Fit at Any Age

Classes come in all types for seniors

The room is filled with people, but there’s still plenty of room to maneuver around the dance floor to the “Cupid Shuffle” during a recent line dance classes at a senior recreation center in Southport operated by Brunswick Senior Resources Inc.

Participants crack jokes when they arrive but immediately get to moving when the instructor starts the music. In the next room over, a couple of snowbirds from Pennsylvania are working out on modern, low-impact gym equipment.

John and Lacy Hefty say this is the first winter they’ve spent in Brunswick County and have fallen in love with the activities available at the center – from beading classes to their regular workouts. And they enjoy socializing with others their age who like to remain active.

“Since we’re able to get around, and the gym isn’t crowded, we spend most every day here,” Lacy Hefty says. “We exercise about thirty to forty-five minutes a day.”

They say they want to return to the area in future winters.

“When I was a kid, I snowmobiled and skied. Now, if you’re our age, I wouldn’t recommend it,” John Hefty jokes as he pedals the stationary bike.

From chair yoga to Pilates to low-impact aerobics, senior fitness classes in the area are bursting with people wanting to improve their balance, strengthen their muscles, and meet others.

The Wilmington Family YMCA’s Healthy Living program boasts adaptive exercise classes and equipment geared towards seniors and anyone with limitations or disabilities.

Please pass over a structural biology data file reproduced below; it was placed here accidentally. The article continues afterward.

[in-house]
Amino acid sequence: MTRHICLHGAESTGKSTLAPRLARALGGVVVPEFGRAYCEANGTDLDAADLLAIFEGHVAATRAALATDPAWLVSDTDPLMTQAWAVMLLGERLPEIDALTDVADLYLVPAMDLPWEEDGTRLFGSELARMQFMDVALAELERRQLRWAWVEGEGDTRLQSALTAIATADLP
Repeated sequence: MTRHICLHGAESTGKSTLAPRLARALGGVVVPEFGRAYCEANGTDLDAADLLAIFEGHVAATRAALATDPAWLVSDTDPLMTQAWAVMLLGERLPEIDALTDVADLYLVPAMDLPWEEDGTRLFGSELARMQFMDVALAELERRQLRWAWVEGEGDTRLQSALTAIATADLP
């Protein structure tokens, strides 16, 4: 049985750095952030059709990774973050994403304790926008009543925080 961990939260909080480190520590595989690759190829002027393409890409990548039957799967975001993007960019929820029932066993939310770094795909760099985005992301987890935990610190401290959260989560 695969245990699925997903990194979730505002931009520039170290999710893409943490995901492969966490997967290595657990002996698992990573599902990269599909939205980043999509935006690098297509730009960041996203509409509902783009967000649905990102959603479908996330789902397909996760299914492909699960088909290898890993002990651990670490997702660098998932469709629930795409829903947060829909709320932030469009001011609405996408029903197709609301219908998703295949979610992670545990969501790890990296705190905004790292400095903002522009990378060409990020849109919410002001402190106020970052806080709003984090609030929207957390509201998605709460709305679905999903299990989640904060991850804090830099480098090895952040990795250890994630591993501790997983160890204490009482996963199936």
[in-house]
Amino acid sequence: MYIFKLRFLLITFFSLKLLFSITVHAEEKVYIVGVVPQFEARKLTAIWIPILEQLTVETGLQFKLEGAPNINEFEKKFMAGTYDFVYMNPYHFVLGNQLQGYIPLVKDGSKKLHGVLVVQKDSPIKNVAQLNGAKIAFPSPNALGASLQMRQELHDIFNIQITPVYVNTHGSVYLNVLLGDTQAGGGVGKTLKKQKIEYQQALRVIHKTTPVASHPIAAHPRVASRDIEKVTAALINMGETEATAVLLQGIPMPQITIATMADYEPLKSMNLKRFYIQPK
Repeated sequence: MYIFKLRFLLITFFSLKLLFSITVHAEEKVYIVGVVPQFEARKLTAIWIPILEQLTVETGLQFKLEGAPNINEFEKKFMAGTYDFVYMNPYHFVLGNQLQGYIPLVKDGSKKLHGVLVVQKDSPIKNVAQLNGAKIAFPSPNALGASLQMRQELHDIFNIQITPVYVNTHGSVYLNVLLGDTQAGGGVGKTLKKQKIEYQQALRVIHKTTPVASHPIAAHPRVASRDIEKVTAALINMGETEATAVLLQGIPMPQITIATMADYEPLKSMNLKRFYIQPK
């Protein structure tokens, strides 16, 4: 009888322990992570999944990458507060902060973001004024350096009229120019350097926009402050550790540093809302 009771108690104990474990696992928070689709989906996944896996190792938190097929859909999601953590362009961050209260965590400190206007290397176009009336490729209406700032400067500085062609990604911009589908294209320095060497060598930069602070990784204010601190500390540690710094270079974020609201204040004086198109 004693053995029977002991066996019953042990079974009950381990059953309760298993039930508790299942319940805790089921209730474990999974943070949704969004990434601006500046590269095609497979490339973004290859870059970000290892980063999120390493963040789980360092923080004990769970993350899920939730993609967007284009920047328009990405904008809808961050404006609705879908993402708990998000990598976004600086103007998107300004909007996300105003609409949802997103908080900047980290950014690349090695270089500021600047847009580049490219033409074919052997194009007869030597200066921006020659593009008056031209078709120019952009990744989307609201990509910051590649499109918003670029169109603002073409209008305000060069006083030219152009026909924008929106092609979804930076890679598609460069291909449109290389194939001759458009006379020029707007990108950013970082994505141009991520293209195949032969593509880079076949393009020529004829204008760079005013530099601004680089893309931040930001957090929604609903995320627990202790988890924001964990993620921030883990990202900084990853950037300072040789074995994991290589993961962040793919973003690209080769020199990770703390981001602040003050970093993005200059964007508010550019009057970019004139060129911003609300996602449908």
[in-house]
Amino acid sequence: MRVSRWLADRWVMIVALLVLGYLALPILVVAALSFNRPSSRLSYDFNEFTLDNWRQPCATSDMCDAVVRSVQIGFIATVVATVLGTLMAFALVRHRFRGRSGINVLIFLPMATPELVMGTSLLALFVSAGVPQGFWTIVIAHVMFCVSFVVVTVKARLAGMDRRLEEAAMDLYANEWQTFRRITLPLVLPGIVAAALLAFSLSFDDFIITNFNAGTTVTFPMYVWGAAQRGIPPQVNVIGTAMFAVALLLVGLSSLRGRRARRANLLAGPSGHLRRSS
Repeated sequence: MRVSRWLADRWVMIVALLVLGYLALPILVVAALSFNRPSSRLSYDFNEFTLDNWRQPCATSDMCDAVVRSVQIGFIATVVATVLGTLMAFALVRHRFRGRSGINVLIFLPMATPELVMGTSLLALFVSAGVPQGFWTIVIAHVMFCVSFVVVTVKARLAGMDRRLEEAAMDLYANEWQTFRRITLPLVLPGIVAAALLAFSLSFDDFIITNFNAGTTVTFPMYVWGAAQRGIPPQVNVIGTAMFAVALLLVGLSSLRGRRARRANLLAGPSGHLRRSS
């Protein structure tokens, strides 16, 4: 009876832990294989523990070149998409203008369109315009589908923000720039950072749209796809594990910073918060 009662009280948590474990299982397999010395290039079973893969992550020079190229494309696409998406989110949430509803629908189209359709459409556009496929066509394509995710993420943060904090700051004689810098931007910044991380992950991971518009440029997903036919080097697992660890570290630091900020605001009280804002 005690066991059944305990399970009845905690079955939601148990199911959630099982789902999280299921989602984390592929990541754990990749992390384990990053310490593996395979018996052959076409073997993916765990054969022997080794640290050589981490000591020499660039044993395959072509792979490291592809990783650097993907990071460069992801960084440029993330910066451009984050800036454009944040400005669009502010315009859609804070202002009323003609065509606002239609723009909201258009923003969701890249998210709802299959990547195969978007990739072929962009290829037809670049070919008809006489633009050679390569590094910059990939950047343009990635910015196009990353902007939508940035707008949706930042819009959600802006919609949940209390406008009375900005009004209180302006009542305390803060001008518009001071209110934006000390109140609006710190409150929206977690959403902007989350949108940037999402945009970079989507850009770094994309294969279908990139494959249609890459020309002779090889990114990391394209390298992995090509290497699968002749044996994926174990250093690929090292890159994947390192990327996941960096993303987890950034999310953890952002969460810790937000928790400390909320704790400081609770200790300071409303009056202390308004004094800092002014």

Healthy Living Director Dalia Nir says the seated classes for strength training, aerobics, and Zumba are well attended, with more than thirty participants each. For those who no longer need the seated classes, “lighter side” standing classes at the YMCA include kickboxing, Pilates, Zumba, and yoga as well as “balance work,” which has proven very popular, Nir says.

Gentle aquatics programs such as water aerobics offer fun, no-impact workouts for people with arthritis, and yoga classes even include “mat tables” that can be used by those with more severe disabilities.

“We’ve gotten wonderful feedback,” Nir says of the Healthy Living program. “A lot of it has to do with our staff. They are friendly people – all ages and sizes. They are trained and sensitive to all populations.”

At the Southport center, Director Susan Whitley says she sees no end to the variety of classes being offered. She says participants are constantly leaving suggestions for new classes.

“So long as it’s something different, I’ll keep adding classes,” Whitley says.

“We offer a relaxed atmosphere. People are welcome to come in and view classes before they start,” she says. “And we emphasize that they can work out based on their own abilities. We make them feel welcome.”


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